Just Try it or "is there a fly in your soup?"

by Pascal Rettig posted Jun 09, 2008

To badly paraphrase from memory the joke told during the credits of the classic Eddie Murpy comedy Coming to America (back before Eddie's live acting career became pretty darn irrelevant):

Customer : Waiter come taste my soup.
Waiter : Is there there a problem with the soup?
Customer : Just taste the soup.
Waiter : Is it too hot ? Is it too cold ?
Customer : Just taste the soup.
Waiter : Is there a fly in the soup ?
Customer : Just taste the soup.
Waiter : Ok, fine I'll taste the soup! Where's the Spoon?
Customer : Aha!

 This joke illulstrates the sort of rut that it's important to avoid as a Developer when dealing with complaints and Bug reports from clients and users. In an ideal world, any web-related user-reported* bug should always include at least the following info:

What url did happen at and what were you doing? When did it happen? What did you expect to have happen? What actually happened? What browser are you using? What account are you using? [ Also helpful: What "Ad Supported Toolbars" do you have installed? How many different P2P Clients have your children installed on your computer? ... ]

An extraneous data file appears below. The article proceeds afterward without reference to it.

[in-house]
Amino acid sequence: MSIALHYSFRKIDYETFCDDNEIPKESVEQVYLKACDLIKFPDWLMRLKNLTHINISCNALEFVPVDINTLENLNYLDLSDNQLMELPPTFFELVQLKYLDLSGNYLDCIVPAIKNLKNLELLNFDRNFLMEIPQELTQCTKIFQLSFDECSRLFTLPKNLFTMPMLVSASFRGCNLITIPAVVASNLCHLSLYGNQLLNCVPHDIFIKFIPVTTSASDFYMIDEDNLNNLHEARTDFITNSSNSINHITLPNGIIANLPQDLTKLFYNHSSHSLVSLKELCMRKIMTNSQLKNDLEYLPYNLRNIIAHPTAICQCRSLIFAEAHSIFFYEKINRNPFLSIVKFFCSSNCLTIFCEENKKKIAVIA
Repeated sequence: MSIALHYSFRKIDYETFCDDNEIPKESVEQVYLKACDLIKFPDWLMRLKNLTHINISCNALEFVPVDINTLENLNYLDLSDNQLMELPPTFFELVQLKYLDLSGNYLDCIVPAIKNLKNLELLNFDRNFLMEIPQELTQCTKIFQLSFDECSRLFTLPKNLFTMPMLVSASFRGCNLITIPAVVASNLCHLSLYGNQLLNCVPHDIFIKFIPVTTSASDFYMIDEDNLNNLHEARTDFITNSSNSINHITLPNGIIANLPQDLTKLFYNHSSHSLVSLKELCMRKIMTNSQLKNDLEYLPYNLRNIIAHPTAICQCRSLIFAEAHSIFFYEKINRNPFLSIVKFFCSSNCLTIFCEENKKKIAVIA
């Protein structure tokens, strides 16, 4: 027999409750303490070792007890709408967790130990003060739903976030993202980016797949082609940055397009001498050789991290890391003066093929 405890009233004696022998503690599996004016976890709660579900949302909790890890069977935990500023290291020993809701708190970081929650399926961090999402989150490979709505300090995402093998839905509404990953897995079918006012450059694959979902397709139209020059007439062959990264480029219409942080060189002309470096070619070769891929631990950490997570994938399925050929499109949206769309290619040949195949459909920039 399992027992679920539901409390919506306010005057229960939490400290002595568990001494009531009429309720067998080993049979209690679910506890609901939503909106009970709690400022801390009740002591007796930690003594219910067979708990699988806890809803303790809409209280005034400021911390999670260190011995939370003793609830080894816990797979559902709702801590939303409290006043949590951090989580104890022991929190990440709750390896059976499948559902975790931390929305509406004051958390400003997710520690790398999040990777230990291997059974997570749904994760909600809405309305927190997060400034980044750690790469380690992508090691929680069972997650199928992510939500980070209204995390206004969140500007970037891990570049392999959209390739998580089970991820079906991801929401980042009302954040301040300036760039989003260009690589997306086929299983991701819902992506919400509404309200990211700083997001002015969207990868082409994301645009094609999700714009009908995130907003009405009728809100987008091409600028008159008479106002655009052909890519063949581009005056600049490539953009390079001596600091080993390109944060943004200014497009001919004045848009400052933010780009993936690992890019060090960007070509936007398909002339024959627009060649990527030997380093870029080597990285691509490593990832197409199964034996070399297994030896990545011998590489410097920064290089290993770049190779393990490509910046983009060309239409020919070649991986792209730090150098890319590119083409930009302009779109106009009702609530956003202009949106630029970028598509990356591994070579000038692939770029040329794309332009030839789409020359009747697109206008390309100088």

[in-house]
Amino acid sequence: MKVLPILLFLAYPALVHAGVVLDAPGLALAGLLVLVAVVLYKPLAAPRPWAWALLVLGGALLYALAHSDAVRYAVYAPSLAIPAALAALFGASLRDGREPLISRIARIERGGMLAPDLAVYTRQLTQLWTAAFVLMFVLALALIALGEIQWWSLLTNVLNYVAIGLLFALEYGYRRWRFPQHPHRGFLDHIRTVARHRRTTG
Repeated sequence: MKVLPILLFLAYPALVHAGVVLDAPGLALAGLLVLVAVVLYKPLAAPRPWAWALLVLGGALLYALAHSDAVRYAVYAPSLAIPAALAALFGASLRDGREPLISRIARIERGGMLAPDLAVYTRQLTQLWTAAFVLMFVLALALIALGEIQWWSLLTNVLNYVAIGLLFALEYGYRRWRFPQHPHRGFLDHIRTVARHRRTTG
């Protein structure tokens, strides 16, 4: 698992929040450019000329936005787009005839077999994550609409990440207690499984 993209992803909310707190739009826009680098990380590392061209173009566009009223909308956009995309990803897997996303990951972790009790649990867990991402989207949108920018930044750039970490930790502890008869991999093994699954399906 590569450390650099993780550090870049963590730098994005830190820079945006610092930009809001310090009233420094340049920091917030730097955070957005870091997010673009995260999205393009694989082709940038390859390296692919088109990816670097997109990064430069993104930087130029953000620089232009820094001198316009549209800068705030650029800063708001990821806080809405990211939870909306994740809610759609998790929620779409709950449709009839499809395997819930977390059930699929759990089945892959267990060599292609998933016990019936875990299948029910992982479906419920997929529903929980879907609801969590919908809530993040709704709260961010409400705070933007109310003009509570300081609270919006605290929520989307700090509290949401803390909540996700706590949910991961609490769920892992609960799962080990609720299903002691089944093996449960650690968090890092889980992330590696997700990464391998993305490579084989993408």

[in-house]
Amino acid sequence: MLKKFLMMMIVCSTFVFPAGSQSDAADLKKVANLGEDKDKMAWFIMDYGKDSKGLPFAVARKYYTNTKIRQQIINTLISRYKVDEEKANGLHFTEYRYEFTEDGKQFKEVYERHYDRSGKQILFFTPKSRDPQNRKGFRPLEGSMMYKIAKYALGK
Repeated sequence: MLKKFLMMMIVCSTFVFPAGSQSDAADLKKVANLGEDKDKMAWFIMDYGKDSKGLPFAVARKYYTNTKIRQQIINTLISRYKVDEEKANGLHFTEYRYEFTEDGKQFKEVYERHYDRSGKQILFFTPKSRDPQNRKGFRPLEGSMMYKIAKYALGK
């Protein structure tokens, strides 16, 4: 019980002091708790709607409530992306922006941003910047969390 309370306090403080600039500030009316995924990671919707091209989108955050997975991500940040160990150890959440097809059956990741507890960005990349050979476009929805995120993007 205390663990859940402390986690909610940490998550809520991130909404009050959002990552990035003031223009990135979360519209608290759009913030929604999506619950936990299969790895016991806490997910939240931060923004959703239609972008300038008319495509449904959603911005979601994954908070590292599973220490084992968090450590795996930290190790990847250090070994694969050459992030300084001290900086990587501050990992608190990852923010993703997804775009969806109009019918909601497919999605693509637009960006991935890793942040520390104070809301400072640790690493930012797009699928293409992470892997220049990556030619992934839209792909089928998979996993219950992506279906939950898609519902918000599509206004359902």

But 90% of the time the bug report consists of:

It didn't work. 

Playing the Jerk Programmer card isn't the best way to build repeat business. Sometimes, the right thing to do is just try the soup. Take what little information you are given and do your best to replicate the problem - provided you're not wasting hours of time -  and then gently prod the submitter for the additional information you need.

I've found that more often that I would like to admit, a quick attempt to replicate the problem myself will turn up the bug without too much back and forth. And everyone will be happier for it. Feel free to send over that detailed "Bug Report" form to the client for next time. They won't actually use it, but it will make you feel better.



*As an aside, I say user-reported because if your system is generating an exception you should already have all that information wrapped up in a nice package yourself - In our case using Rails' rescue_action_in_public lets us drop exception data into the Db and send an email with a stack trace directly to an administrator.